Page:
Arbor Day -- now, that's a day that makes good sense. You go out, you plant a tree. And that entails taking care of it, initially more and then gradually less, as it settles in. And so you can figure out a few things about trees. But Earth Day? What is that? Just another excuse to delude ourselves.
Years ago, it used to be common to have big "Earth Day" concerts, which of course produced massive environmental wear-and-tear in the form of a major expenditure of power (because nothing can be celebrated in America without really bad music played really loud), tons of trash (how many tons was always duly reported in the papers the next day), the poisonous mills needed for all the souvenir T-shirts (just as necessary as bad music), plus of course all the cars required to get you to and fro. I think there was a vague sense that it was all about the sun, in some sort of healing way, possibly though not necessarily connected to solar energy. I remember seeing an ad for I think Hallmark that said "Send Earth Day cards printed on recycled paper!" Or don't send cards for the phony holiday at all, I thought, and spare the paper use that way. My favorite memory of this holiday is walking past the Hynes Convention Center in Boston and reading on the big marquee The American Chemical Society Salutes Earth Day!
Everything is a marketing opportunity, which is the daemon of consumer capitalism. Believe me, I have as hard a time with discipline, cutting back, doing without, and all those other necessary virtues, or virtuous necessities, as anyone else. But even in the almost ten years I've lived in this house, I've noticed significant weather changes: there are far more days of truly strong winds, for example. The winters seem colder longer (or is that just a sign that I'm aging? and how odd that that would be preferable to the climatic alternative).
Yes, among the duly noted ironies is that I can type this on a computer and send it around the world. But you might as well live in the world you're in while you can, always remembering the motto of the doctors (or is it art restorers?): first, do no harm. That's not an easy rule. At the gym I belonged to until I quit in favor of paying off my plumbing bills, I used to feel silently indignant at guys who would run the sink at full blast while shaving. Growing up in drought years I learned to turn the tap off until I needed to rinse the razor. Then one day it dawned on me that since I tend to take long showers (I like water, despite what it's done to my house -- see, we have no chance against "Nature"), I was in no position to direct indignation anywhere, since I was probably using gallons more water.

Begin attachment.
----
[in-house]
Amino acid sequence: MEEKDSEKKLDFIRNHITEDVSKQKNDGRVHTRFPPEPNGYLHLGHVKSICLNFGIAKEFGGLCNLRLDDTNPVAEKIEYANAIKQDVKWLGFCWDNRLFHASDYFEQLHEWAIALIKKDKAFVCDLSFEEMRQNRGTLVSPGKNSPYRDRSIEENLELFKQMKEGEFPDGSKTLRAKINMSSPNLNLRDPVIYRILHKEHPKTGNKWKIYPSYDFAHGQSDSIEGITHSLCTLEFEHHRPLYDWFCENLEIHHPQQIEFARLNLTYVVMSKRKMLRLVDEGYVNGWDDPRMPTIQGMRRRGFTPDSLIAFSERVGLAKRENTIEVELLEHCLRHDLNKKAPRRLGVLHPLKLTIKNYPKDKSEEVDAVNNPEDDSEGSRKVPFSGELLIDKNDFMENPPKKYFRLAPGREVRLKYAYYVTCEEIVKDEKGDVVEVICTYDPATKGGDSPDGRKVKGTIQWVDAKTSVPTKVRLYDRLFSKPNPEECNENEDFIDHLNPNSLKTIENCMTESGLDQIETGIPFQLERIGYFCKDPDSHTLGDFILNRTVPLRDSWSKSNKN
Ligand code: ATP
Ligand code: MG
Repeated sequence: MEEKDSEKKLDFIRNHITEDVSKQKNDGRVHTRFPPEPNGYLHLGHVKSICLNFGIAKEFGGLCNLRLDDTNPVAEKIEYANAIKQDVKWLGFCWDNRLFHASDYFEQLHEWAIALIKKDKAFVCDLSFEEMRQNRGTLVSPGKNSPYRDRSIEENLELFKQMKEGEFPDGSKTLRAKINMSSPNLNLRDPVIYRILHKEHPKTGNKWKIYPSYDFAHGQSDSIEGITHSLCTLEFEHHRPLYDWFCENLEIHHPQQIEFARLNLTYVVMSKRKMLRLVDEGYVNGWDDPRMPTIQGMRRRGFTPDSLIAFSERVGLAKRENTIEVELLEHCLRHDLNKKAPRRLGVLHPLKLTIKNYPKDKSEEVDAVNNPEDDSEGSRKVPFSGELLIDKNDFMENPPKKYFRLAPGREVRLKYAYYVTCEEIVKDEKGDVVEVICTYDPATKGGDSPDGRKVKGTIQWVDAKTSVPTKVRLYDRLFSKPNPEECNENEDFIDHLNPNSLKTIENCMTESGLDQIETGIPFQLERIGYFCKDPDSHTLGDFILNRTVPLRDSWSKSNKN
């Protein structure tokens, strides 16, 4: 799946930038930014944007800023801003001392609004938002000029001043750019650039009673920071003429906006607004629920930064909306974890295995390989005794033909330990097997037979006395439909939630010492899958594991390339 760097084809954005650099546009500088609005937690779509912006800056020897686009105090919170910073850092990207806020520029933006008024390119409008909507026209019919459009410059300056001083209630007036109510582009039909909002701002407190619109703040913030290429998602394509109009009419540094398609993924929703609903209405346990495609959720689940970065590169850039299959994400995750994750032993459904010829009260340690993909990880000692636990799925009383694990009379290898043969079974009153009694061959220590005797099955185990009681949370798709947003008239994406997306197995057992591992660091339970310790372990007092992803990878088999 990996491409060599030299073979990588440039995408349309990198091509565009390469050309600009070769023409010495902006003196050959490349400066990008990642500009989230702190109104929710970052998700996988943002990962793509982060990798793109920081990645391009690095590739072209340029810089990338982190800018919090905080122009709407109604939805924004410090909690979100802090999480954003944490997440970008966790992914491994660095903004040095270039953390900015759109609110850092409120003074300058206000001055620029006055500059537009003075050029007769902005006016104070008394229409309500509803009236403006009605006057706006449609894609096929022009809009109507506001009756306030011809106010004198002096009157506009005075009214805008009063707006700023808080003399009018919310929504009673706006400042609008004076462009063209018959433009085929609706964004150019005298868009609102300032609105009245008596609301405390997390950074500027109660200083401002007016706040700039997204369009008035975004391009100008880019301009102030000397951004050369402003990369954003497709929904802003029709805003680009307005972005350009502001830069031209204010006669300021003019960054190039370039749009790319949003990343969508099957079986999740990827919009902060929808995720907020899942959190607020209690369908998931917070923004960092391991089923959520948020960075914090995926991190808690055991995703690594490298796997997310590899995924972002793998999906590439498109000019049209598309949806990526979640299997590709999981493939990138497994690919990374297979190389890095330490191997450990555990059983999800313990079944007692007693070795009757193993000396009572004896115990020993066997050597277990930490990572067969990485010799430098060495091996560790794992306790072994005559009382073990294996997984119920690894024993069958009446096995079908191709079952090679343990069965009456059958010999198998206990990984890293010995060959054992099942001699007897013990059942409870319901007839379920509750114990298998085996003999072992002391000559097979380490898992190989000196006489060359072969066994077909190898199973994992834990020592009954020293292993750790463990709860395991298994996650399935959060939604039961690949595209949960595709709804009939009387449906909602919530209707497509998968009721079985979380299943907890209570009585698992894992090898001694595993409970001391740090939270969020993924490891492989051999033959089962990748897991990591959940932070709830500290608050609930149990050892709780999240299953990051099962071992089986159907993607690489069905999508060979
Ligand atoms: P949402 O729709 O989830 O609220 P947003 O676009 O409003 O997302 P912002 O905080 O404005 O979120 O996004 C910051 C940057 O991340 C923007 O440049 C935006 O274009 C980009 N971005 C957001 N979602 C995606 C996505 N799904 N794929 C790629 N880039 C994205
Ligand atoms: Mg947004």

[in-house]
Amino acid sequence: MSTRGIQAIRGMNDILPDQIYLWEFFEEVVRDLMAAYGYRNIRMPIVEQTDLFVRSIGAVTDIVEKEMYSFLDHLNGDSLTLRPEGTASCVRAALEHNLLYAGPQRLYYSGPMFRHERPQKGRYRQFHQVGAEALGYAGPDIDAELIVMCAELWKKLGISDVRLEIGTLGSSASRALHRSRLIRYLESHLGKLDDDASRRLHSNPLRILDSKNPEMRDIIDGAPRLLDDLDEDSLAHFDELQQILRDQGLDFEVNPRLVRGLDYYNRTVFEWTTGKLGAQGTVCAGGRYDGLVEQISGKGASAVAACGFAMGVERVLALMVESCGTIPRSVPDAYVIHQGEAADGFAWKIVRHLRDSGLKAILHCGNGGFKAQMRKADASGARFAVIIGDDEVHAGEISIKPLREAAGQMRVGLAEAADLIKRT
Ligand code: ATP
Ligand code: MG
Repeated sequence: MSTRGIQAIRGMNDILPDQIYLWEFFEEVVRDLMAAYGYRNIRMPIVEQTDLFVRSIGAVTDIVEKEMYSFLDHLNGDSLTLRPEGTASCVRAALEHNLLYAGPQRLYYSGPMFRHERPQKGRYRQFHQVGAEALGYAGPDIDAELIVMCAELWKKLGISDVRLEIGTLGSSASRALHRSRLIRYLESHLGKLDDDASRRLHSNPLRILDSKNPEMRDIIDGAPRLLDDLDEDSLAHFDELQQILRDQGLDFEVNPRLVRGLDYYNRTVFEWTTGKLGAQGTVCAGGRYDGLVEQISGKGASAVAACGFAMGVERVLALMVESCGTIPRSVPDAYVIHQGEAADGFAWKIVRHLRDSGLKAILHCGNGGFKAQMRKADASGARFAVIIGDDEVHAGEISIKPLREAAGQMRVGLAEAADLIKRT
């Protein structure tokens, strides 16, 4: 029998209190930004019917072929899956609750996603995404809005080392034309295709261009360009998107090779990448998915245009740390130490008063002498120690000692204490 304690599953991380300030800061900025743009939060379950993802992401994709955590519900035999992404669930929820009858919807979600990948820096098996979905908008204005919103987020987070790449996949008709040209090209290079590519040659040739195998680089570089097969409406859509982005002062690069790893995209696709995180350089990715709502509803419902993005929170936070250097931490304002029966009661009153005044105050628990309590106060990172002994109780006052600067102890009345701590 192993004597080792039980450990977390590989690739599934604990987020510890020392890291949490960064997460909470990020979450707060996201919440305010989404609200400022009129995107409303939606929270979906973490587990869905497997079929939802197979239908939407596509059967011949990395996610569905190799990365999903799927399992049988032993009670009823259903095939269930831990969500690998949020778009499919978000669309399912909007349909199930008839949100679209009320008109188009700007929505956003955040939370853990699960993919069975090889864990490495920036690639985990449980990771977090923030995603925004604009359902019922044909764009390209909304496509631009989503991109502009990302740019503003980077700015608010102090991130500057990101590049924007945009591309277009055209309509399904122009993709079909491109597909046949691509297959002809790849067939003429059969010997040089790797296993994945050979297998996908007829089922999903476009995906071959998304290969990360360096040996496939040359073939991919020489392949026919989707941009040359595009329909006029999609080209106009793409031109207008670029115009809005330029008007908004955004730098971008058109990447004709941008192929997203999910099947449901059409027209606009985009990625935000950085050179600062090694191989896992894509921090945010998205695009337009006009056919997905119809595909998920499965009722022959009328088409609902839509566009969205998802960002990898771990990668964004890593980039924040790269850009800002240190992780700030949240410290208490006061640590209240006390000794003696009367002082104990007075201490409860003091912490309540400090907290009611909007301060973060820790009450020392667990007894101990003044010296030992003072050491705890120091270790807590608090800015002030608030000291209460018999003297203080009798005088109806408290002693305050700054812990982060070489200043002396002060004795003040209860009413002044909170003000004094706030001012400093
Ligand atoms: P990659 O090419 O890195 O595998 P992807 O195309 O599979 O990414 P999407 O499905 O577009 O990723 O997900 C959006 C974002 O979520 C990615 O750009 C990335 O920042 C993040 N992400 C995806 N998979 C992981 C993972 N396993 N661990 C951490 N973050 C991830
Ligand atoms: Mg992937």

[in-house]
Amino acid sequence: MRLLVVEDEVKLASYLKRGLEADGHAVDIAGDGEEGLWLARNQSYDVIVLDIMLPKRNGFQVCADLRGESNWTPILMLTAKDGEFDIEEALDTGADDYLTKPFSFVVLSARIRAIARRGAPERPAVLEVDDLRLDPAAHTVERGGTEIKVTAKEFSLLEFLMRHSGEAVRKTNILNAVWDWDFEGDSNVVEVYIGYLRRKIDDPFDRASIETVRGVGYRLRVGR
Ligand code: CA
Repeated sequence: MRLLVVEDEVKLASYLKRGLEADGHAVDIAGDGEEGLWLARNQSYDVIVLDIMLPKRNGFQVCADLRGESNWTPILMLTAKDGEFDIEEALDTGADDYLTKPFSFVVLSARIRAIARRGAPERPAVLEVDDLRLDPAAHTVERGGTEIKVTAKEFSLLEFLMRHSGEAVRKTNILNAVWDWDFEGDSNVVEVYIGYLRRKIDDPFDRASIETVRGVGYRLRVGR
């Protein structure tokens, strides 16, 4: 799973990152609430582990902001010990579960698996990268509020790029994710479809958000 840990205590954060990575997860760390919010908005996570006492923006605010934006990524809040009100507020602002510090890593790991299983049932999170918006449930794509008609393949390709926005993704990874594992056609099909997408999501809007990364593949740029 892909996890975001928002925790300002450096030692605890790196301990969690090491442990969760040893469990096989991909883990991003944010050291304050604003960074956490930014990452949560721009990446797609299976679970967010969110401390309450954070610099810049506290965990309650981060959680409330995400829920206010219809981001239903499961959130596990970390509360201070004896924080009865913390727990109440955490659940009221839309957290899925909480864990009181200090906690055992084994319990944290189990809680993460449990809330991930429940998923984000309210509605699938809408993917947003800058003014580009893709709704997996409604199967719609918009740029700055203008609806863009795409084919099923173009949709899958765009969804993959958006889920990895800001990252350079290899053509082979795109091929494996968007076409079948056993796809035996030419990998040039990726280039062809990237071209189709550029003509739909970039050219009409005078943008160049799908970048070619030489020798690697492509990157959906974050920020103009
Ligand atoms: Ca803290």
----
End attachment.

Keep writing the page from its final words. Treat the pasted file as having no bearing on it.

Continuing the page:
On my way to work I pay my quarter for the San Francisco Chronicle, and as I leave the BART station (I'd love to point out how virtuous I am for not owning a car, but between my poor depth perception and my tendency to get road rage even as a pedestrian, it just wouldn't work out -- and it really has affected where I live and work, in a way that most people wouldn't accept), I'm handed a free copy of the Examiner. One day last week, the Examiner had a big Earth Day insert. You can figure out the amount of paper, ink, power to run the presses, and so forth, behind that. But what caught my attention was that this annual section was stuck in the middle of the weekly Automobile section. What was that line from Fight Club, about arranging the deck chairs (or polishing the brass?) on the Titanic?
Years ago, I walked out of the skyscraper in which I was temping. It was one of those "DARE to keep kids off drugs" weeks. I forget what DARE stood for, since the program was mostly in the schools and would only occasionally make its presence known in the corporate world, usually through sponsorships. There was a woman, obviously a bit unclear on what exactly she was saying, wearing a huge "DRUG-FREE AND PROUD!" pin. And she was huddled in the entrance, poisoning herself and anyone passing by with the nasty stench of the cigarettes to which she obviously was hopelessly addicted. Sure, she was sold on the idea of smoking, but she was willing to buy, I'm sure without the thought that she was becoming hooked on a drug far worse than some of the banned ones she was so proud not to take. First do no harm, if you can even figure out in time where harm lies. . . . The gods are just, and of our pleasant vices / Make instruments to plague us. . . .